Terri Kelly is the "un-CEO" of W.L. Gore, the brand best known for consumer products like Gore-Tex fabric and Elixir guitar strings but that also sells a dizzying range of industrial products, from fuel-cell components to specialized plastics. Gore has long been known, and lauded, as an innovative enterprise. But that has not made the company immune from the velocity of change transforming our economy. "We have gone through distinct periods of uncertainty in the past, but now it’s a constant," Kelly says. "In the past we might have talked about hitting a soft spot. Now so many things are changing, they are out of whack."
Kelly's answer to the new challenge of business in Flux: organizational maturity, "so we’re better prepared for ambiguity," she says. Here’s how the Delaware-Based boss and member of Generation Flux executes her plan for the 10,000-person private company with operations in dozens of countries around the globe.
Enhancing the maturity of the organization, Kelly explains, requires getting everyone to embrace the reality of their circumstances. "If ups and downs are not in your control, you have to focus on what you can control," she says.
Kelly tries to share information—lots of it. "In the middle of so much complexity and so many trade-offs," she says, "it’s important that the broader population of the company see the stress and appreciate the challenges that their leadership faces. It’s dangerous not to share these tensions and polarities."
Recently, in the face of a significant dispute around a medical patent, an arcane but adverse legal ruling came out which leadership might have tried to sweep under the rug but instead, "We threw it out to the whole organization," Kelly says. "Transparency builds trust. Some companies try to keep protected. You end up filtering so much, your people are really disconnected. And the younger generation, especially, is exposed to so much information, they are expecting it not to be filtered. Communities of folks are talking about you. If you try to control it, it will come back to haunt you."
Gore sees a steady stream of highly competent, accomplished job candidates. But if these folks are looking for a clearly marked career path at Gore, Kelly says, they will be sorely disappointed. It’s not that associates, as they call employees at Gore, don’t stay with the company; turnover is actually quite low. It’s just that fixed career tracks don’t enhance that "maturity level" she's going for. Explains Kelly, "Some people want to see a roadmap. But we’re not going to do that. They have to take control of their own career."
Gore did a study of its leadership team a while back, asking them what the most important, formative jobs they’d had were. The purpose, from Kelly’s point of view, was to see if she could replicate that training, so she could build more top leaders. What she found, consistently, was that people cited as their most important job the one that was entirely ambiguous, that they struggled with, that was undefined. "That’s where they grew the most," she says. There was no clear way to replicate that.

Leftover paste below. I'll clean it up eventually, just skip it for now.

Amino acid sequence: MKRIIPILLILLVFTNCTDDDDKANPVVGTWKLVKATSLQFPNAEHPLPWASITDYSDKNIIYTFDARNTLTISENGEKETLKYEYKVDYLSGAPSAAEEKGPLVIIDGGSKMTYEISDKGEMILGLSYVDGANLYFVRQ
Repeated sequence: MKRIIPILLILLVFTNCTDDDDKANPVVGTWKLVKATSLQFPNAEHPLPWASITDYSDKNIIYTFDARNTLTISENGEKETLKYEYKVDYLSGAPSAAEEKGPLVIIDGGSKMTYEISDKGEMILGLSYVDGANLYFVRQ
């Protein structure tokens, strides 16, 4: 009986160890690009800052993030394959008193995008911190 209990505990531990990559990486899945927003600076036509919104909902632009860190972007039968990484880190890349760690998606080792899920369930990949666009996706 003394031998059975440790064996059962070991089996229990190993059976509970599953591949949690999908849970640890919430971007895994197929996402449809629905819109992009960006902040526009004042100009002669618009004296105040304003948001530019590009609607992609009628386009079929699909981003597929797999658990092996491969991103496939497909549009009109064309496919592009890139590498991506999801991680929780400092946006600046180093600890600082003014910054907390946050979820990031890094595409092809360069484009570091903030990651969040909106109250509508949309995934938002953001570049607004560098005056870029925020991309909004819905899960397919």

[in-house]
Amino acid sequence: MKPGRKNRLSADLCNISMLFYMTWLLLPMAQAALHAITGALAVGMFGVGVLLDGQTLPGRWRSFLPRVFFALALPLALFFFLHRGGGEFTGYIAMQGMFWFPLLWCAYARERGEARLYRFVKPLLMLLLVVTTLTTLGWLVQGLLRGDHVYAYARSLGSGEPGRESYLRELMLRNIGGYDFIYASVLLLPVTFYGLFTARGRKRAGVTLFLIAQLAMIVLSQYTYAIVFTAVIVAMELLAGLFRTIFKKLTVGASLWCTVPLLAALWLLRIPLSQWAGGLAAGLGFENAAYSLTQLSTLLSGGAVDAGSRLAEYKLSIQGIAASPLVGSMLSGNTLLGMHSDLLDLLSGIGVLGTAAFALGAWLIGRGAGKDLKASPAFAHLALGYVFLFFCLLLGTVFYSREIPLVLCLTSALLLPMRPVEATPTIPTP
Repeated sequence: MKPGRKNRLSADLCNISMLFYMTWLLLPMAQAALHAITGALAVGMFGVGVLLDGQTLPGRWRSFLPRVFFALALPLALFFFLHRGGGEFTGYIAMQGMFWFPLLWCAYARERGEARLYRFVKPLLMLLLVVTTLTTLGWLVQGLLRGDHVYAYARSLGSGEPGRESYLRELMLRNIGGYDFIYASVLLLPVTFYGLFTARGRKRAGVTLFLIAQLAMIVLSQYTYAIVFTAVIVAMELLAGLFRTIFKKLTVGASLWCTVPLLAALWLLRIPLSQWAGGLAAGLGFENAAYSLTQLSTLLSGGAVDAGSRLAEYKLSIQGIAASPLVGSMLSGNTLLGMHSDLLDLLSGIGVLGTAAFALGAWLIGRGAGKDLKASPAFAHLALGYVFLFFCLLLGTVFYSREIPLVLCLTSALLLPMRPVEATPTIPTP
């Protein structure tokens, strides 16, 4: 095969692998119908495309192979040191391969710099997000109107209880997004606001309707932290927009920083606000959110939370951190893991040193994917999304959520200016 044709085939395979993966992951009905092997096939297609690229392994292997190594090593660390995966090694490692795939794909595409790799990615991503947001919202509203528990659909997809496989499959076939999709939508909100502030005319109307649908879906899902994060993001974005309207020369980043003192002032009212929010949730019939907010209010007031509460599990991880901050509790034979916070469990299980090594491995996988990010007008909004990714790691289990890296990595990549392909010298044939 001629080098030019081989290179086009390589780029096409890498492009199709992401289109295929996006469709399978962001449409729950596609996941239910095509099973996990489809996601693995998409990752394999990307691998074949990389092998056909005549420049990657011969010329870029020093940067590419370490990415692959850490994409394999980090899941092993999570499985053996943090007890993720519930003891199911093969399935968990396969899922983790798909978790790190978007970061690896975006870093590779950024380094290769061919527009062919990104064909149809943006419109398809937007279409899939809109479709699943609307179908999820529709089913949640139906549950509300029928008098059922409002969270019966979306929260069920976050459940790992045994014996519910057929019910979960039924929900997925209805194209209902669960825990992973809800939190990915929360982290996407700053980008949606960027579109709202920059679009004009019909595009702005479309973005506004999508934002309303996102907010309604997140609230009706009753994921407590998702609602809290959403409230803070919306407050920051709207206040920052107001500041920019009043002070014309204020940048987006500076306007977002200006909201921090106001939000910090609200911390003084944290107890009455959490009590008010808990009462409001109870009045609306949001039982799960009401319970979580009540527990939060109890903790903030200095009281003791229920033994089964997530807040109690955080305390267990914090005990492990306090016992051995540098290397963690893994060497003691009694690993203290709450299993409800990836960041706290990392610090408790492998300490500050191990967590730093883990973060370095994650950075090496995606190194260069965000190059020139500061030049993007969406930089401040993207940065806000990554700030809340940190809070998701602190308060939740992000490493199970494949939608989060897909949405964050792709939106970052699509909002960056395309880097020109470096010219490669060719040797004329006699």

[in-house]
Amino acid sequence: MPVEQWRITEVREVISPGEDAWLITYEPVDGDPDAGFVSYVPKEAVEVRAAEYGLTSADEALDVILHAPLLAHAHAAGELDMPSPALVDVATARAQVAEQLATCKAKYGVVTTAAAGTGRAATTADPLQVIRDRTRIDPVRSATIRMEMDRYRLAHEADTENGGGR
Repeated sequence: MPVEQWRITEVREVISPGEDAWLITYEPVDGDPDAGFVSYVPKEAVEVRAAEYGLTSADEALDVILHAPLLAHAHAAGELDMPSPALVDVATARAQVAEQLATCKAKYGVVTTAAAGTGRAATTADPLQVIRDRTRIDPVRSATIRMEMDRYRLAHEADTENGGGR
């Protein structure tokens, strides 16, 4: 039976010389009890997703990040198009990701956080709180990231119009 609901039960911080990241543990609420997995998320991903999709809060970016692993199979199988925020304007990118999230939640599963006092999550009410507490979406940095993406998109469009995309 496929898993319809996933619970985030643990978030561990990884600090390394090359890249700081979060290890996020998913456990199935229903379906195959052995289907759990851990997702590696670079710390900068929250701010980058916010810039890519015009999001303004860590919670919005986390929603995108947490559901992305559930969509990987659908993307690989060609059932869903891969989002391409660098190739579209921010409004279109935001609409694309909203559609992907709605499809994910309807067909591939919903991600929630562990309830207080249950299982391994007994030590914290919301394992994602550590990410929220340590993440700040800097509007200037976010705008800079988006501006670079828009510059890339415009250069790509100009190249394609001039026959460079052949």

"We’d worry about using one rating tool, like Six Sigma, across the whole organization," Kelly continues. "We look at things as situational. If we have too much structure, that might take you backward—you might not get that facility that comes from 'Oh my god, I don’t know what I’m doing,’ and then figuring it out. You’ve got to get that facility for ambiguity."
"We’re getting there," she says. "We’re growing up in pockets. We’ve had to come up with best ways to teach the whole organization." Paradoxically, Kelly is in some ways trying to inject bureaucracy into Gore. "People look at me with two heads," she says. What she really means is that she is trying to spread worthwhile lessons across the organization, so that as the world moves faster, the company can too. "How do we distinguish between opportunities in a common language?" she asks.
"I wouldn’t say we’d drive organizational effectiveness," Kelly says. "That’s more foreign to us. But I’d rather come at this challenge from the creative side, and then put structures around creativity, than figure out how to build creativity where it didn’t exist. We have constant debates: Is this overstepping the boundary, is there too much rigidity, we don’t want to lose the creativity and energy in the process. But we want to create a broader architecture, a framework."
"We have what we call rainmakers and implementers," Kelly explains. "Rainmakers come up with wild ideas, implementers make them real. The two drive each other crazy. If you’re not careful, control will gravitate to the implementers. So we try to protect the rainmakers. That means we have to be comfortable with more chaos."
"Our organization is used to dealing with chaos, we have a high tolerance for it. We like to respond to crises. When the ship is under attack, the level of ownership is high, culturally. But you don’t want to run an organization that is constantly under attack."
[Image: Flickr user Gore-Tex]